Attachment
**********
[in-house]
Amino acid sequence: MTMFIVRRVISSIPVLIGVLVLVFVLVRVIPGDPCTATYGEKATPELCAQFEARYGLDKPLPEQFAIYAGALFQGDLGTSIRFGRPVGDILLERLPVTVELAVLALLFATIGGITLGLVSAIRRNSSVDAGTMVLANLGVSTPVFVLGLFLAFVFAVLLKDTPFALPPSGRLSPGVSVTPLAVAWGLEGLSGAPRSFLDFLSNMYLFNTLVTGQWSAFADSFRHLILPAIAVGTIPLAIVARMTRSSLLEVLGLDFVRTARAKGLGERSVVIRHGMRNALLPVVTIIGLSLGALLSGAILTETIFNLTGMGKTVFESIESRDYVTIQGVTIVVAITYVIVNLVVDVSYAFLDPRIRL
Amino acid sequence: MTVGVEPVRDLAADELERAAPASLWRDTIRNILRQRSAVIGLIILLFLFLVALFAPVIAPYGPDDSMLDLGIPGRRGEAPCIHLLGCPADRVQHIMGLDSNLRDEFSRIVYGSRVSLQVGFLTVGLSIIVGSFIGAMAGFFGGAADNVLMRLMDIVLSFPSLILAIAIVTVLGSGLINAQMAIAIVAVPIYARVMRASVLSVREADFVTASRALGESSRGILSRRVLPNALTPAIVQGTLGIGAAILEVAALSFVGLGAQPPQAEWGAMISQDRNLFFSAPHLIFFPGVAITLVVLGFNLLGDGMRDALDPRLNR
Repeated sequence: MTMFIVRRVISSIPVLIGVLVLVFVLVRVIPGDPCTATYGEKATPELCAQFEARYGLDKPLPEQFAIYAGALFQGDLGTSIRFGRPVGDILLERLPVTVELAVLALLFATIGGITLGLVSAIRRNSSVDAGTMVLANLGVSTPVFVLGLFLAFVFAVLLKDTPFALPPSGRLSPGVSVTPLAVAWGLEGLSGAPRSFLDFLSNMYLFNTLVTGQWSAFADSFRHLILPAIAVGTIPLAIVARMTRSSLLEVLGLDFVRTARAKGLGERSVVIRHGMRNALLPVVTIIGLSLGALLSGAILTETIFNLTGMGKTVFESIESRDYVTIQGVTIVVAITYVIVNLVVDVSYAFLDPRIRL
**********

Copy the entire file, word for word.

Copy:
[in-house]
Amino acid sequence: MTMFIVRRVISSIPVLIGVLVLVFVLVRVIPGDPCTATYGEKATPELCAQFEARYGLDKPLPEQFAIYAGALFQGDLGTSIRFGRPVGDILLERLPVTVELAVLALLFATIGGITLGLVSAIRRNSSVDAGTMVLANLGVSTPVFVLGLFLAFVFAVLLKDTPFALPPSGRLSPGVSVTPLAVAWGLEGLSGAPRSFLDFLSNMYLFNTLVTGQWSAFADSFRHLILPAIAVGTIPLAIVARMTRSSLLEVLGLDFVRTARAKGLGERSVVIRHGMRNALLPVVTIIGLSLGALLSGAILTETIFNLTGMGKTVFESIESRDYVTIQGVTIVVAITYVIVNLVVDVSYAFLDPRIRL
Amino acid sequence: MTVGVEPVRDLAADELERAAPASLWRDTIRNILRQRSAVIGLIILLFLFLVALFAPVIAPYGPDDSMLDLGIPGRRGEAPCIHLLGCPADRVQHIMGLDSNLRDEFSRIVYGSRVSLQVGFLTVGLSIIVGSFIGAMAGFFGGAADNVLMRLMDIVLSFPSLILAIAIVTVLGSGLINAQMAIAIVAVPIYARVMRASVLSVREADFVTASRALGESSRGILSRRVLPNALTPAIVQGTLGIGAAILEVAALSFVGLGAQPPQAEWGAMISQDRNLFFSAPHLIFFPGVAITLVVLGFNLLGDGMRDALDPRLNR
Repeated sequence: MTMFIVRRVISSIPVLIGVLVLVFVLVRVIPGDPCTATYGEKATPELCAQFEARYGLDKPLPEQFAIYAGALFQGDLGTSIRFGRPVGDILLERLPVTVELAVLALLFATIGGITLGLVSAIRRNSSVDAGTMVLANLGVSTPVFVLGLFLAFVFAVLLKDTPFALPPSGRLSPGVSVTPLAVAWGLEGLSGAPRSFLDFLSNMYLFNTLVTGQWSAFADSFRHLILPAIAVGTIPLAIVARMTRSSLLEVLGLDFVRTARAKGLGERSVVIRHGMRNALLPVVTIIGLSLGALLSGAILTETIFNLTGMGKTVFESIESRDYVTIQGVTIVVAITYVIVNLVVDVSYAFLDPRIRL